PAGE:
The Champions League is a group of business men and women who have come together to play a leadership role in promoting the inclusion of people who have a disability in the workplace. Based on their personal experiences, Champions League members have made a commitment to promote and demonstrate to their peers, the benefits of including people who have a disability in the workforce.
When we encounter such Champions, it is important that we, in turn, recognize them for their efforts. Recognition for these individuals, who do an outstanding job of workforce inclusion, also brings recognition to the cause that we are promoting.
2016 Champions League Award Winners
2012 Champions League Award Winners
2011 Champions League Award Winner
2010 Champions League Award Winners
During the 2010 Champion League Award Ceremony at our “Champions for Change: Harnessing the Power of Your Community” event, the following was delivered by Ontario Disability Employment Network Executive Director, Joe Dale.
“I believe that, in our collective conscience we understand the value of having business owners and operators speak to other businesses. And that finding and working with Champions is a tremendous help to moving our agenda forward and creating positive changes in the employment situation for people who have a disability. Business owners and operators who, through their own experiences, can demonstrate to their peers that it is not only possible but, in fact, beneficial to the bottom line, to include people who have a disability in the workforce. This approach and these individuals will help us achieve greater outcomes for those whom we support.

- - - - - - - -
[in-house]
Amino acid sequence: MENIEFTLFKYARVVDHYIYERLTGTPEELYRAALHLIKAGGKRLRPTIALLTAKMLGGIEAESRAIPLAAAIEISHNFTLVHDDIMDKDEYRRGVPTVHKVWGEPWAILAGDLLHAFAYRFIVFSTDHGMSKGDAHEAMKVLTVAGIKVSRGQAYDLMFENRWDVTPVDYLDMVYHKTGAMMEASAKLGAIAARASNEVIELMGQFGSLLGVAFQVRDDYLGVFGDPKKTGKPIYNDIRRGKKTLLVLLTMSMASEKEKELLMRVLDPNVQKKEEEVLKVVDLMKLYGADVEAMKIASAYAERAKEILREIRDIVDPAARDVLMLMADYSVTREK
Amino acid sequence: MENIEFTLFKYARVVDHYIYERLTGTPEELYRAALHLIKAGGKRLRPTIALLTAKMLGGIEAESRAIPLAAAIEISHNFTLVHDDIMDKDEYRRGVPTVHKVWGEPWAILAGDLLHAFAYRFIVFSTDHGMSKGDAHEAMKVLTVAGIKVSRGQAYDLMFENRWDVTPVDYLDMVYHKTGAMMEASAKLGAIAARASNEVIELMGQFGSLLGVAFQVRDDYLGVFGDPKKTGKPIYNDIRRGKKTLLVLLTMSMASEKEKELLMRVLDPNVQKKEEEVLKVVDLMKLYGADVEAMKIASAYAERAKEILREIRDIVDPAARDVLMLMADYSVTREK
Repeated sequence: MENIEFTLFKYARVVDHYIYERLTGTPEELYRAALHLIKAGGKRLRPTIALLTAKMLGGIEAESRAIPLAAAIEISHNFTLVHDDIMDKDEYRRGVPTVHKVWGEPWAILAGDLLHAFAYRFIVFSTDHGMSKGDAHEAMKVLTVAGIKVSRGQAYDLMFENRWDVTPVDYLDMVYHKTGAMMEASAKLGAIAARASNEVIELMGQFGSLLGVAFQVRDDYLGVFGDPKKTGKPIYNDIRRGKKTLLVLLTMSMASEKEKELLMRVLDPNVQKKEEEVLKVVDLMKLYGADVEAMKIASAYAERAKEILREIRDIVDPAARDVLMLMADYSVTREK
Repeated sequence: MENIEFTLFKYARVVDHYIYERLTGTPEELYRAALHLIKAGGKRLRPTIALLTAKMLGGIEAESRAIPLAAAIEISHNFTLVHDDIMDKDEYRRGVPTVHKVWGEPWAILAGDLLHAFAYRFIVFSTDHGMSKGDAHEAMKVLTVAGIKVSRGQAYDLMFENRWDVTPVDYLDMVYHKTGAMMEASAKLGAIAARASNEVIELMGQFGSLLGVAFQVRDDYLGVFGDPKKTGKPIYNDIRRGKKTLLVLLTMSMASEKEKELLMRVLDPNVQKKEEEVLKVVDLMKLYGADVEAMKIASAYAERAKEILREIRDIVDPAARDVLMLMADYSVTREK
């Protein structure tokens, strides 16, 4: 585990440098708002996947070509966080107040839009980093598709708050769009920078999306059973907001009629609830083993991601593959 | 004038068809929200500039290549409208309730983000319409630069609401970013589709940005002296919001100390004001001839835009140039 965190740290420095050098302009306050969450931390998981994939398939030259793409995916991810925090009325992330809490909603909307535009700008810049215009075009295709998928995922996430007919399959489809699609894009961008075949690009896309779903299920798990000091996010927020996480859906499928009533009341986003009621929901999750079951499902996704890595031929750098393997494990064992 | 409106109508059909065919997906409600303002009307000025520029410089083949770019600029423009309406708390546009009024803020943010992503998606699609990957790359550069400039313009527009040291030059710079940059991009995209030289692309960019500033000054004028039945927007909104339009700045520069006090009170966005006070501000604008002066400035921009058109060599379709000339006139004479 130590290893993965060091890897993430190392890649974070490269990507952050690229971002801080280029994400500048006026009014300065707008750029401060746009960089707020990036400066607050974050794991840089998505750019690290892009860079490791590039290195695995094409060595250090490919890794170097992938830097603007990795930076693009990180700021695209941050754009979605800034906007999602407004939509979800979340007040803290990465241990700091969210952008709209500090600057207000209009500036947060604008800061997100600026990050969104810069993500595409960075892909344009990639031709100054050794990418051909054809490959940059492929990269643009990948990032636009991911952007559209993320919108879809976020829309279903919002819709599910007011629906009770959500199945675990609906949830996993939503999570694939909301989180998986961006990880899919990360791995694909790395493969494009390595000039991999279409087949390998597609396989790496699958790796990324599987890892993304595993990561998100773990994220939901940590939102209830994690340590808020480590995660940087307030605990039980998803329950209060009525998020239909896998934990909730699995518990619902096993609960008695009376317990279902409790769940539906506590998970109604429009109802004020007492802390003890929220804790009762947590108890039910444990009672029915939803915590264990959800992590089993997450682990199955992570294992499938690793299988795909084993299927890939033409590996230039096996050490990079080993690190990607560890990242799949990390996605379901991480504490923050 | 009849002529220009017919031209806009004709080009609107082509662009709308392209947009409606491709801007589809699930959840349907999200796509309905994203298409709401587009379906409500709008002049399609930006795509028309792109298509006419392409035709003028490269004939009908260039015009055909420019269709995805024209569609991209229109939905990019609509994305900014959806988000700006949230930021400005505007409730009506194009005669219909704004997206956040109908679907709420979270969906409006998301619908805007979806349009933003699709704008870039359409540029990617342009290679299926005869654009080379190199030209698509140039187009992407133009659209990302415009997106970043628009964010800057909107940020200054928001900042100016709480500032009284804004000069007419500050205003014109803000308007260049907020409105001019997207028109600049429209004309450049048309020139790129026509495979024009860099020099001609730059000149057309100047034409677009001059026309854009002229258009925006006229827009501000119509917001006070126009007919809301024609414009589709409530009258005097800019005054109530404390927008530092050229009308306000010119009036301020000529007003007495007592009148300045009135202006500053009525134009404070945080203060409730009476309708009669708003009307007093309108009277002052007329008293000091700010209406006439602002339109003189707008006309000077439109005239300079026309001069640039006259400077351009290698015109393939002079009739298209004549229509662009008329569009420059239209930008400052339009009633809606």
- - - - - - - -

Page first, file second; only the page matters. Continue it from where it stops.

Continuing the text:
When we encounter such Champions, it is important that we, in turn, recognize them for their efforts.
In creating the Champions League awards we settled on three simple, but challenging criteria.
The first criteria is, Leading by example – the employer has demonstrated a commitment to include people who have a disability in their workplace. A true champion however, goes beyond this by taking it further.
To ensure we don’t recognize people for simply doing the right thing and making their business better by including people who have a disability in the workforce we felt the need to add the two additional criteria.
The second criteria is that the employer has championed the cause through promotion to others,
and the third criteria is that they have made a commitment to continue to help move this cause forward.
Three simple but clear criteria – leading by example, promoting to others and a commitment to continue to assist us in moving this agenda forward.
Those who have worked in the delivery of employment services will quickly recognize the benefits of increasing public awareness about the issues and barriers facing people who have a disability and the incredible power of the ‘business to business’ approach. Only when businesses can demonstrate that they are stronger and equally profitable by including people who have a disability in their workforce will other businesses take notice.”